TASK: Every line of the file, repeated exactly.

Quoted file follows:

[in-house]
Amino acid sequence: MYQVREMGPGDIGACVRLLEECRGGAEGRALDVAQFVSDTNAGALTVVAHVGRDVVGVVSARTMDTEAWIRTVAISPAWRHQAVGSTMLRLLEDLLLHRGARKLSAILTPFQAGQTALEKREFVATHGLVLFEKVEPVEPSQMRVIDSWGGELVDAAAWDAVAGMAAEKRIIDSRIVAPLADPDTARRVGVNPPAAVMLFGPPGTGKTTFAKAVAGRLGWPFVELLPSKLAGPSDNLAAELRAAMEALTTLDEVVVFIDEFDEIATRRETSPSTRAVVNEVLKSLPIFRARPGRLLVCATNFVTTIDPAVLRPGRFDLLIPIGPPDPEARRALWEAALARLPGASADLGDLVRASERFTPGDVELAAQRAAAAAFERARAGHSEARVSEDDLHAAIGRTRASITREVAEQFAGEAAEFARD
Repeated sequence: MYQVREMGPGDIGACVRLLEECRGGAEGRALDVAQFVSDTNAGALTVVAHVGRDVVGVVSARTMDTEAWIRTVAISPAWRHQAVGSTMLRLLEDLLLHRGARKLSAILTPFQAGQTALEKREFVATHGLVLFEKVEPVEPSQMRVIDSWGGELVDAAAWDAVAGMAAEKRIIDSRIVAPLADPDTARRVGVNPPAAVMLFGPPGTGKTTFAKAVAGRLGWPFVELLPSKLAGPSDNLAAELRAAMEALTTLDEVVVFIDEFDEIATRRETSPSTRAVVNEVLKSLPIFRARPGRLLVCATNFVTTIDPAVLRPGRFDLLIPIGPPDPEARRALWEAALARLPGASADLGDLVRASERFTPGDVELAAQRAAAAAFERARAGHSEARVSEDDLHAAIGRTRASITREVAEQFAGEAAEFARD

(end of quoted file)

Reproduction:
[in-house]
Amino acid sequence: MYQVREMGPGDIGACVRLLEECRGGAEGRALDVAQFVSDTNAGALTVVAHVGRDVVGVVSARTMDTEAWIRTVAISPAWRHQAVGSTMLRLLEDLLLHRGARKLSAILTPFQAGQTALEKREFVATHGLVLFEKVEPVEPSQMRVIDSWGGELVDAAAWDAVAGMAAEKRIIDSRIVAPLADPDTARRVGVNPPAAVMLFGPPGTGKTTFAKAVAGRLGWPFVELLPSKLAGPSDNLAAELRAAMEALTTLDEVVVFIDEFDEIATRRETSPSTRAVVNEVLKSLPIFRARPGRLLVCATNFVTTIDPAVLRPGRFDLLIPIGPPDPEARRALWEAALARLPGASADLGDLVRASERFTPGDVELAAQRAAAAAFERARAGHSEARVSEDDLHAAIGRTRASITREVAEQFAGEAAEFARD
Repeated sequence: MYQVREMGPGDIGACVRLLEECRGGAEGRALDVAQFVSDTNAGALTVVAHVGRDVVGVVSARTMDTEAWIRTVAISPAWRHQAVGSTMLRLLEDLLLHRGARKLSAILTPFQAGQTALEKREFVATHGLVLFEKVEPVEPSQMRVIDSWGGELVDAAAWDAVAGMAAEKRIIDSRIVAPLADPDTARRVGVNPPAAVMLFGPPGTGKTTFAKAVAGRLGWPFVELLPSKLAGPSDNLAAELRAAMEALTTLDEVVVFIDEFDEIATRRETSPSTRAVVNEVLKSLPIFRARPGRLLVCATNFVTTIDPAVLRPGRFDLLIPIGPPDPEARRALWEAALARLPGASADLGDLVRASERFTPGDVELAAQRAAAAAFERARAGHSEARVSEDDLHAAIGRTRASITREVAEQFAGEAAEFARD